ABSTRACT: METHODS: We studied 29 Dutch patients with a pathology-proven nonfunctioning pancreatic NET treated with (177)Lu-octreotate. All patients had a borderline or unresectable pancreatic tumor (group 1) or oligometastatic disease (defined as ≤3 liver metastases) (group 2). Progression-free survival (PFS) was analyzed using the Kaplan-Meier method and Cox proportional hazards modeling. RESULTS: After the treatment with (177)Lu-octreotate, successful surgery was performed in 9 of 29 patients (31%). Six patients had a Whipple procedure, 2 patients had a pylorus-preserving pancreaticoduodenectomy, and 1 patient had a distal pancreatectomy and splenectomy. The median PFS was 69 mo for patients with successful surgery and 49 mo for the other patients. For comparison, the median PFS in 90 other patients with a nonfunctioning pancreatic NET with more than 3 liver metastases or other metastases was 25 mo. CONCLUSION: Neoadjuvant treatment with (177)Lu-octreotate is a valuable option for patients with initially unresectable pancreatic NETs.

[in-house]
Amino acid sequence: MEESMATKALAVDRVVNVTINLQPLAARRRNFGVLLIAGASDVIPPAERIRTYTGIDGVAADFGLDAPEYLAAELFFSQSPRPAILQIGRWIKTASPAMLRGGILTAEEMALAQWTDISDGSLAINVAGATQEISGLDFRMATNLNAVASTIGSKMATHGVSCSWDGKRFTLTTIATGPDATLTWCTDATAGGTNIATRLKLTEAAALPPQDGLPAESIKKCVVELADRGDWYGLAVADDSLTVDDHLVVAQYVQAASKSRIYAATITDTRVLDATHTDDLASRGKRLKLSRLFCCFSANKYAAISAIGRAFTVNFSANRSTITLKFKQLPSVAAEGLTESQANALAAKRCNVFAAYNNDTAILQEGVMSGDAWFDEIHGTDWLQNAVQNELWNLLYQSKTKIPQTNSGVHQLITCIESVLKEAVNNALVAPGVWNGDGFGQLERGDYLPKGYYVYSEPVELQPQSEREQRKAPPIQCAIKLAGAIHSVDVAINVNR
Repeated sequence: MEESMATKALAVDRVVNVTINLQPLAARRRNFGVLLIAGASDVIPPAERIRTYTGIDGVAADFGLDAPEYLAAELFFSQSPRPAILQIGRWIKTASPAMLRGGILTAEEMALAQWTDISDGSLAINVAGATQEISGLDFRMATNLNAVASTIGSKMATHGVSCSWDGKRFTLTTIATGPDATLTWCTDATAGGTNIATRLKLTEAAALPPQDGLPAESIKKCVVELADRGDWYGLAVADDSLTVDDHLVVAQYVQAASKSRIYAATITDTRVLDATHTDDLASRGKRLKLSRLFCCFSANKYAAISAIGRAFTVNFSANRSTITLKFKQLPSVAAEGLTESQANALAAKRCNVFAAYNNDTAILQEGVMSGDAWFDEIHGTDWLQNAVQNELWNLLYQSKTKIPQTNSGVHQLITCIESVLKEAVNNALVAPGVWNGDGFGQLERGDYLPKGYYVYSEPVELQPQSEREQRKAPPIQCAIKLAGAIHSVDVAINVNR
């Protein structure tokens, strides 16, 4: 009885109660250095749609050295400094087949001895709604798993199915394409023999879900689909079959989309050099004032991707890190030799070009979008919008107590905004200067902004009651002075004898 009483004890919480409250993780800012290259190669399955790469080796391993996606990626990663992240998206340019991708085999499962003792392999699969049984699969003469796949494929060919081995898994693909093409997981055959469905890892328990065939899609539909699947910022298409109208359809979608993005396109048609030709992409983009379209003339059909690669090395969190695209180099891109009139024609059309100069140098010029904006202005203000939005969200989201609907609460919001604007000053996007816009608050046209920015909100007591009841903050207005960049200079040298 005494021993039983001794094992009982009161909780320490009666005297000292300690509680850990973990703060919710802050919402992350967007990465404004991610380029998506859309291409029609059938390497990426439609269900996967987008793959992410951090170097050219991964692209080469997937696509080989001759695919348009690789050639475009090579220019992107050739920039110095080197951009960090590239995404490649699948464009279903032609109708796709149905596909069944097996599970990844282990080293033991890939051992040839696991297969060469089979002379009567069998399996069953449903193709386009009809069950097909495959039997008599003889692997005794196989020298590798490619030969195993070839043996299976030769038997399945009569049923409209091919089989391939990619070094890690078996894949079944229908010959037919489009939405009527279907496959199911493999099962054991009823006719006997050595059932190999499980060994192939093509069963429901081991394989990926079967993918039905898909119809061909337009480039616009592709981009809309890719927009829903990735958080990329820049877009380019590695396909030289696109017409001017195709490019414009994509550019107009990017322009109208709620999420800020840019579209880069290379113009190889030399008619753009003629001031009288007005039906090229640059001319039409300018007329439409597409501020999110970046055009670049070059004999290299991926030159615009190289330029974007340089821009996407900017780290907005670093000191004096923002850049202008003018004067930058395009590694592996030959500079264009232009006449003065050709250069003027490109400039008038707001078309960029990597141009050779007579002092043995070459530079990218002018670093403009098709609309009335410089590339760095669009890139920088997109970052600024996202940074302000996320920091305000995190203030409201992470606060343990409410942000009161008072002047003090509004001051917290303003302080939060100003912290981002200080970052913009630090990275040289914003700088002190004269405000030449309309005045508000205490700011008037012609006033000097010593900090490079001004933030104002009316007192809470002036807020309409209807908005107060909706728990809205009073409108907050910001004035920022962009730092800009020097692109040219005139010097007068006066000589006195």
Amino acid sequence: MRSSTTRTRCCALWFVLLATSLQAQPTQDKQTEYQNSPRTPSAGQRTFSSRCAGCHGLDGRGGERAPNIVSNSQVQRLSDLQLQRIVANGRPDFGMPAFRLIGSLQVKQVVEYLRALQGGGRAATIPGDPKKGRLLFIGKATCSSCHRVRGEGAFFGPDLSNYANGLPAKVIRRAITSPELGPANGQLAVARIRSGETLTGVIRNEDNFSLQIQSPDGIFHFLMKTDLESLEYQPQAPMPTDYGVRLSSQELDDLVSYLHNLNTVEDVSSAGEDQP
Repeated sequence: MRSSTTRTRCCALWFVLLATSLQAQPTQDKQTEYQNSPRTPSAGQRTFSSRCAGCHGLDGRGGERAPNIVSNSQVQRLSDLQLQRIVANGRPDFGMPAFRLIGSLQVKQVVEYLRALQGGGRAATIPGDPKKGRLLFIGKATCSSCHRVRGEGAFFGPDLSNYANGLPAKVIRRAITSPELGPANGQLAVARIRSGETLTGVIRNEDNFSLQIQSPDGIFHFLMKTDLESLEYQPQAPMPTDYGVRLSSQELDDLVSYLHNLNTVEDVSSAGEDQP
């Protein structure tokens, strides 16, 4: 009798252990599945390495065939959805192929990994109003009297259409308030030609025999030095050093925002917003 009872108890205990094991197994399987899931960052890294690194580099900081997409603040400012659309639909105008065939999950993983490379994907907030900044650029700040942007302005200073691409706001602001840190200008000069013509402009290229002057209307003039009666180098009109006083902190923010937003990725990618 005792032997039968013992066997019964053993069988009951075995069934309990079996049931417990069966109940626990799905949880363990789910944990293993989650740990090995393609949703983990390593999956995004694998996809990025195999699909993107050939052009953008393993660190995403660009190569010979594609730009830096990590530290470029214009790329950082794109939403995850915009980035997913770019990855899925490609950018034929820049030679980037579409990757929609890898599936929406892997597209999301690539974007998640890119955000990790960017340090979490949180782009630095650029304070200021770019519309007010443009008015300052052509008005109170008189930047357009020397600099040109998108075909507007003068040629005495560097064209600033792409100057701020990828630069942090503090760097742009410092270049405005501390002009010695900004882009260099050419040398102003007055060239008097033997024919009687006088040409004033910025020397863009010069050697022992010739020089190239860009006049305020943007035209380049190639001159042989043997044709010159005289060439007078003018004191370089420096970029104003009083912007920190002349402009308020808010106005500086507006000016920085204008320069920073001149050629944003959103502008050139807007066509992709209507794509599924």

13 Article [(111)In-DTPA]octreotide tumor uptake in GEPNET liver metastases after intra-arterial administration: an overview of preclinical and clinical observations and implications for tumor radiation dose after peptide radionuclide therapy. 2014

Pool, Stefan E / Kam, Boen L R / Koning, Gerben A / Konijnenberg, Mark / Ten Hagen, Timo L M / Breeman, Woulter A P / Krenning, Eric P / de Jong, Marion / van Eijck, Casper H J. ·1 Department of Nuclear Medicine, Erasmus MC , Rotterdam, The Netherlands . ·Cancer Biother Radiopharm · Pubmed #24820805.